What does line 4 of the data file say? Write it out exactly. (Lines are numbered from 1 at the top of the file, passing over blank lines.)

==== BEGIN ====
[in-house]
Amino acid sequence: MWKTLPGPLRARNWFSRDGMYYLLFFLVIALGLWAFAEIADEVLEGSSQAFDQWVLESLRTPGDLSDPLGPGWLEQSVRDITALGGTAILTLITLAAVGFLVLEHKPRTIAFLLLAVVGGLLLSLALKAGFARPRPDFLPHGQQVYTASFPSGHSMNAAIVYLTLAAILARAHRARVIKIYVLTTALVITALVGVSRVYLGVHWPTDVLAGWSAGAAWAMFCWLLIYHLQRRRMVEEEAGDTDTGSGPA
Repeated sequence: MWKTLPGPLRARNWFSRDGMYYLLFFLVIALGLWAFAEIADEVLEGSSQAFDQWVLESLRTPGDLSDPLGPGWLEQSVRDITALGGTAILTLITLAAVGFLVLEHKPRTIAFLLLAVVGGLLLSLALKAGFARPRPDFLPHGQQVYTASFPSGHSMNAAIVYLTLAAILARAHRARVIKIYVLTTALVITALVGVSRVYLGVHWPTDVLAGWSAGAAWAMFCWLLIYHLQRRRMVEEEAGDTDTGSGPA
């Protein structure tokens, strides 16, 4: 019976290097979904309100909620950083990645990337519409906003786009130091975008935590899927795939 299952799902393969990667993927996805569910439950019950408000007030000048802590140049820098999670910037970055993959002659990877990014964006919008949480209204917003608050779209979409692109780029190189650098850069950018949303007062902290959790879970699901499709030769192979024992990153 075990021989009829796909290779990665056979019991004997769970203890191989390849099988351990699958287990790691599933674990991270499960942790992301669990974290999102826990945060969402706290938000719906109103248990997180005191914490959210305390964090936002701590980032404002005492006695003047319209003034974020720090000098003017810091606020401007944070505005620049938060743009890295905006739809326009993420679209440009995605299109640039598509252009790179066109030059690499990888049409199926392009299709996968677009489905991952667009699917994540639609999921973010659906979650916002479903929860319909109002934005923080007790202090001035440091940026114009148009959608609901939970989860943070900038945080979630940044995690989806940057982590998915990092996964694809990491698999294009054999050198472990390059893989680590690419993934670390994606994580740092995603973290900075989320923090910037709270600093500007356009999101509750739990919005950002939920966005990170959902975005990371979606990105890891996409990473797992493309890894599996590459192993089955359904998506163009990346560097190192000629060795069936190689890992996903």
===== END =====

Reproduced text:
């Protein structure tokens, strides 16, 4: 019976290097979904309100909620950083990645990337519409906003786009130091975008935590899927795939 299952799902393969990667993927996805569910439950019950408000007030000048802590140049820098999670910037970055993959002659990877990014964006919008949480209204917003608050779209979409692109780029190189650098850069950018949303007062902290959790879970699901499709030769192979024992990153 075990021989009829796909290779990665056979019991004997769970203890191989390849099988351990699958287990790691599933674990991270499960942790992301669990974290999102826990945060969402706290938000719906109103248990997180005191914490959210305390964090936002701590980032404002005492006695003047319209003034974020720090000098003017810091606020401007944070505005620049938060743009890295905006739809326009993420679209440009995605299109640039598509252009790179066109030059690499990888049409199926392009299709996968677009489905991952667009699917994540639609999921973010659906979650916002479903929860319909109002934005923080007790202090001035440091940026114009148009959608609901939970989860943070900038945080979630940044995690989806940057982590998915990092996964694809990491698999294009054999050198472990390059893989680590690419993934670390994606994580740092995603973290900075989320923090910037709270600093500007356009999101509750739990919005950002939920966005990170959902975005990371979606990105890891996409990473797992493309890894599996590459192993089955359904998506163009990346560097190192000629060795069936190689890992996903």